Access to treatment, proper diagnosis and stigma are the main challenges against liver disease (36.9 million people).
"There is not a great problem of discrimination, that is to say, the only risk groups that cause bad ideas, stigmas, prejudices and the most important challenges", said Dr. Javier Báez Villaseñor, the Efe World Day of the Dead, held on December 1.
The former Center for the Center for the Prevention and Control Center (Censida) of Mexico said that only 21.7 million patients have access to the world of treatment, "so the challenge is not to reach people because they are not aware of economic reasons or their circumstances".
Although there is no cure for the disease, "it is thanks to the innovations in the treatment that the patient has a good standard of living for decades," he explained.
That's why the disease has stopped being one of the biggest challenges, because all the information already exists is that people continue to be infected. "Our pre-enigma is excellent," said Associate Director of virology at the MSD Pharmaceutical company.
"In 2018 1.2 million people worldwide were infected, the question is, why? Do you know how to avoid them, but there are still infections," he stressed.
According to the specialist, women are one of the most vulnerable sectors of illness.
"Today, thousands of women between the ages of 15 and 24 continue to be disturbed by daily liver infections, although they are only transmitted through sexual, perinatal and blood channels," he explained.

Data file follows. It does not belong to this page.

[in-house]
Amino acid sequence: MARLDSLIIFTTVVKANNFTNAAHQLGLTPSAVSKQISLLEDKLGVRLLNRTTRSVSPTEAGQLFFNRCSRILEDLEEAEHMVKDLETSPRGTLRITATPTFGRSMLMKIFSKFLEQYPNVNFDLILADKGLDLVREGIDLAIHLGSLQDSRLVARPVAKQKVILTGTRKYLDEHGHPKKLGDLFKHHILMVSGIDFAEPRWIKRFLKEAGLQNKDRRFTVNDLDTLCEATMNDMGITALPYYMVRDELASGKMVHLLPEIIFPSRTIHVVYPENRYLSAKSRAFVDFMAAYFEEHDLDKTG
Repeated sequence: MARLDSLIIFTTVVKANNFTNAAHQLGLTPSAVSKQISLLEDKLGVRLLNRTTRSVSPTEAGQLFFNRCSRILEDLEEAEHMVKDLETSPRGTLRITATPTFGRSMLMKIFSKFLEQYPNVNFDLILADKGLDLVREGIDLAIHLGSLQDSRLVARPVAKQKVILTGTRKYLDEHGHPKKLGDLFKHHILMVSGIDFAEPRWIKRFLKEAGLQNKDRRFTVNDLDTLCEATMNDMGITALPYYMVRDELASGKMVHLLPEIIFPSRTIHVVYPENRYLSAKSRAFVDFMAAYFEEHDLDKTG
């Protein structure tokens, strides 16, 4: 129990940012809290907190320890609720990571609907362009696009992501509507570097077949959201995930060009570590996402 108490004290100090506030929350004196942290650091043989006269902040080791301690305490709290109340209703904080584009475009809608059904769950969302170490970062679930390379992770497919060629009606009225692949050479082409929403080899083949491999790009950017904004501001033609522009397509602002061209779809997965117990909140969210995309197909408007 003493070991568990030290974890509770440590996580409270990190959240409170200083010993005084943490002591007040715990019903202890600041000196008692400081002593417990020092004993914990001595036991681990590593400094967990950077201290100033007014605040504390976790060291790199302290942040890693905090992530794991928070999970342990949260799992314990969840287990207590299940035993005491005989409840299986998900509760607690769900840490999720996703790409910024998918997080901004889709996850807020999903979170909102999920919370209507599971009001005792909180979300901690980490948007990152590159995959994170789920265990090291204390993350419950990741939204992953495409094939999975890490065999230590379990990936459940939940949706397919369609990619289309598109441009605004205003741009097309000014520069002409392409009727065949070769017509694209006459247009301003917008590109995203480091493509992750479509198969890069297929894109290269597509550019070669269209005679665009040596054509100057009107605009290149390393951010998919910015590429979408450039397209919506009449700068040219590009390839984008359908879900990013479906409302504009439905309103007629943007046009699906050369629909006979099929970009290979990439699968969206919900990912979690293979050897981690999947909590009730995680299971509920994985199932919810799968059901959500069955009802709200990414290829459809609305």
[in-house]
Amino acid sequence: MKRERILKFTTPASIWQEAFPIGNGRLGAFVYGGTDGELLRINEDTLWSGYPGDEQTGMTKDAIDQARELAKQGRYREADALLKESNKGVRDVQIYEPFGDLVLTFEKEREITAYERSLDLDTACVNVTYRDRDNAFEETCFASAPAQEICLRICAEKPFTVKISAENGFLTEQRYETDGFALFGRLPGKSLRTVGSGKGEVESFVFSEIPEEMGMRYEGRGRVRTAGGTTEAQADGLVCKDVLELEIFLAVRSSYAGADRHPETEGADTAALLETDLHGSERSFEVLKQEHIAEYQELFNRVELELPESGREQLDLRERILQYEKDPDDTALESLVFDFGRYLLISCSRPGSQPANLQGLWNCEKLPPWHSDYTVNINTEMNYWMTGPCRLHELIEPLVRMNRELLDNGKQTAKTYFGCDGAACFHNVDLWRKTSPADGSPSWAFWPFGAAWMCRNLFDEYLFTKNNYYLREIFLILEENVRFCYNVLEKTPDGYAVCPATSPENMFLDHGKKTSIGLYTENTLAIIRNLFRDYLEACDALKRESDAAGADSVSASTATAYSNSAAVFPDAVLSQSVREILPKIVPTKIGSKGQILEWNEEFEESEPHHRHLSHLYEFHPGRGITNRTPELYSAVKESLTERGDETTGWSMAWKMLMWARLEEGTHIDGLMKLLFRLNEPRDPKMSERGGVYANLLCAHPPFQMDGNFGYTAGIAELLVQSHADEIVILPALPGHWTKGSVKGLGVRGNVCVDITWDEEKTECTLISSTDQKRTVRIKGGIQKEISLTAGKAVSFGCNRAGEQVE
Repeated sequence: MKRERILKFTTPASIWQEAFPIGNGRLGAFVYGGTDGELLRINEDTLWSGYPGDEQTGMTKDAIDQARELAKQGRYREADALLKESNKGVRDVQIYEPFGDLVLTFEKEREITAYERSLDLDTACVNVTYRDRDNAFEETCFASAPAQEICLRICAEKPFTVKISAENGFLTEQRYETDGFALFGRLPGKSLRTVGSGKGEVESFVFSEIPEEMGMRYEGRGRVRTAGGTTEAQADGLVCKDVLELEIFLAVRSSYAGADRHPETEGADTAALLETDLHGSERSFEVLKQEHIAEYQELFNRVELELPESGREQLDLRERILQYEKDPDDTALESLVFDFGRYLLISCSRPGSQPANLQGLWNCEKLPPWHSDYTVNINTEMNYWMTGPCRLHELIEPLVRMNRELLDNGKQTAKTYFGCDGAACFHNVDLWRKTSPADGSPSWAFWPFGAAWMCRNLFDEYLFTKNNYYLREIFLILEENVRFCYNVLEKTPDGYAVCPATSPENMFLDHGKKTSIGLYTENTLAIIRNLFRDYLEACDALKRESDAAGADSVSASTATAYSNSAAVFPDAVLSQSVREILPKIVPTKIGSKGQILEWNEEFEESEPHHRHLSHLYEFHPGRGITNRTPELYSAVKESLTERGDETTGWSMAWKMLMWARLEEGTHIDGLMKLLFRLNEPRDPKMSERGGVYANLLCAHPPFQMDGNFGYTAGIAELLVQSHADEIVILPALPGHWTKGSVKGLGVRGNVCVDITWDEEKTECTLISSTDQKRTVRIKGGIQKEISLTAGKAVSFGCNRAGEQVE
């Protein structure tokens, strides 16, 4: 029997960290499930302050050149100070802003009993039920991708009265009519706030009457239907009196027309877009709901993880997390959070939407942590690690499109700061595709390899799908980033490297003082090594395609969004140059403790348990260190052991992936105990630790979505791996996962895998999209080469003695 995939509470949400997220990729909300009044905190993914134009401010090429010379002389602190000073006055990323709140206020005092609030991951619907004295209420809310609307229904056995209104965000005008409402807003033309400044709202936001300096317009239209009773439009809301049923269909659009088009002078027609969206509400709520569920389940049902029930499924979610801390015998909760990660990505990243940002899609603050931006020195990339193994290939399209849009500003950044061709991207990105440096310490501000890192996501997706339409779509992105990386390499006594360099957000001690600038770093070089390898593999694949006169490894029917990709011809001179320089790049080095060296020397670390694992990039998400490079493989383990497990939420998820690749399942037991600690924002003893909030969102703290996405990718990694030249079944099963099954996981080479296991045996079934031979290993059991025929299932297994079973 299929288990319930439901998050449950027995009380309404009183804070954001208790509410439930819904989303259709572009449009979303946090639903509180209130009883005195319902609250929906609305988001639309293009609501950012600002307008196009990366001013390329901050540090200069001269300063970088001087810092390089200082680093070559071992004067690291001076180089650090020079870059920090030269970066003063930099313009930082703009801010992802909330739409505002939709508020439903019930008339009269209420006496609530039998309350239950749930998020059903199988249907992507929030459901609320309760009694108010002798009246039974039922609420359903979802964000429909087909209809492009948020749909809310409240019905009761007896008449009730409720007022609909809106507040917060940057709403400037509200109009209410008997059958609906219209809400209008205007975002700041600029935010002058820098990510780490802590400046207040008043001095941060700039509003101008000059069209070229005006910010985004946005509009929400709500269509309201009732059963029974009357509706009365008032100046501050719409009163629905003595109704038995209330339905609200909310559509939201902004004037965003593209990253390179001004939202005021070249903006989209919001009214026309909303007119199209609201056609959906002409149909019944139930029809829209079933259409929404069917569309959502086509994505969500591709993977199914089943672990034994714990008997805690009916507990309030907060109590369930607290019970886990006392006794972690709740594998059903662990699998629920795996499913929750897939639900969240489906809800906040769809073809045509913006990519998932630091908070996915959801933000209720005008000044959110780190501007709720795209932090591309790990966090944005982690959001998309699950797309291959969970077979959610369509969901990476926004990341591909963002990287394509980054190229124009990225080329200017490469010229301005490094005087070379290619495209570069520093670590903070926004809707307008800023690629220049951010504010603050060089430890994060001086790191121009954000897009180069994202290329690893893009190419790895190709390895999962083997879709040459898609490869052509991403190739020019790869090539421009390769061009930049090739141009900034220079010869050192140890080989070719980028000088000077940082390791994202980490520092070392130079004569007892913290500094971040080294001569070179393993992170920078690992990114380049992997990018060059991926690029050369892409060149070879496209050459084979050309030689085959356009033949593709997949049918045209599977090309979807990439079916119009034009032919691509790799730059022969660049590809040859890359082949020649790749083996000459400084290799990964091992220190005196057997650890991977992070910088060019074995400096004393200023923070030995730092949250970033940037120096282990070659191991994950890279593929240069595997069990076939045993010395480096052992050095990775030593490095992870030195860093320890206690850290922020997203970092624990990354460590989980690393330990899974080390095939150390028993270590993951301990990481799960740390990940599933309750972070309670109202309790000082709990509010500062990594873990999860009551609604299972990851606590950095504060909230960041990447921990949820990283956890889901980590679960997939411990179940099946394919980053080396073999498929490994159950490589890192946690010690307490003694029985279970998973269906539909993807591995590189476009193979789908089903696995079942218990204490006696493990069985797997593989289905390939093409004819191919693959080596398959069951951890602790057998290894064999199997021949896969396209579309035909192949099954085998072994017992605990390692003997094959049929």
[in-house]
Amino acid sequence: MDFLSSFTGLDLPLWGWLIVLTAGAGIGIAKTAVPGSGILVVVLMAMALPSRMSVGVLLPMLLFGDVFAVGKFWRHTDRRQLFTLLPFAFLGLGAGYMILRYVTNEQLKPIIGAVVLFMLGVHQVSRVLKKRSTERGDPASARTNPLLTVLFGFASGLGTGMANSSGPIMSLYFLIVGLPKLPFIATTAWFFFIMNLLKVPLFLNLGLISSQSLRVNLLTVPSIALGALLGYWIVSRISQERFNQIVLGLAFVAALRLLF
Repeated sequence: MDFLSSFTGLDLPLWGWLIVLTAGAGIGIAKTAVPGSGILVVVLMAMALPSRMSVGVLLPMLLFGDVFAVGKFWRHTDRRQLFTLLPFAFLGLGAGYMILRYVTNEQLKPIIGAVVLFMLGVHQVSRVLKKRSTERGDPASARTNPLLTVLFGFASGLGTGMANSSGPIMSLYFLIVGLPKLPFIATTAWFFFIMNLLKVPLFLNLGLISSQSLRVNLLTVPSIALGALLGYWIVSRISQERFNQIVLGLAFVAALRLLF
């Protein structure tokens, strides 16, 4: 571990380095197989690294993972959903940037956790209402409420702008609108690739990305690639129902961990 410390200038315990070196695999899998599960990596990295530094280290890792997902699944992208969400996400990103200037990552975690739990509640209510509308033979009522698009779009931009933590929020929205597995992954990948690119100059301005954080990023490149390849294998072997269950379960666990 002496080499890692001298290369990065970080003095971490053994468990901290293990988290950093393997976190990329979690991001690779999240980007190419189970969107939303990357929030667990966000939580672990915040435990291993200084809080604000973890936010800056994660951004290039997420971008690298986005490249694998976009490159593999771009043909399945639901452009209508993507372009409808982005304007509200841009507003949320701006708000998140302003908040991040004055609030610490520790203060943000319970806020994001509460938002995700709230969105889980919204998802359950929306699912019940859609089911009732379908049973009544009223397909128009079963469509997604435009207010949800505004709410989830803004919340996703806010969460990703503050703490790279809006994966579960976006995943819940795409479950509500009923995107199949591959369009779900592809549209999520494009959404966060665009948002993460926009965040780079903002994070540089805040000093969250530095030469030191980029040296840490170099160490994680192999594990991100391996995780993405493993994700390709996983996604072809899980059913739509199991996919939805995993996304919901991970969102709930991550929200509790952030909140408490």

In fact, he said, women report half of the infected adults, and HIV is the leading cause of death among women of childbearing age.
This means, especially in rural areas, that women have a high level of gender-based decision-making, gender inequality, separate access to health services and sexual violence.
"Social vulnerabilities are in less-favored populations, which makes them more vulnerable," he explained.
She added the need to make women's decisions and control of sexual life a woman.
Báez Villasenor has said that important steps have been taken to fight against this disease in the prevention of diseases and blood routes.
"The main challenge is still having a sexually transmitted infection, but the government is not involved in the decisions that are so personal," said the expert.
In this sense, he pointed out that people should be aware that their practices "should be protected and that prevention is better than cure, and progress in a world without HIV / AIDS."
Also, although it is said that although there are profilatic treatments that are currently used to prevent infection, it should be carefully considered that "it must be done through medical advice, except for adverse effects and secondary reactions."
Each one has no medication to prevent the risk of contracting the virus, "so no one should be confident, always safe to follow sexual practices, we will take care of our health and our struggle to control HIV in the future."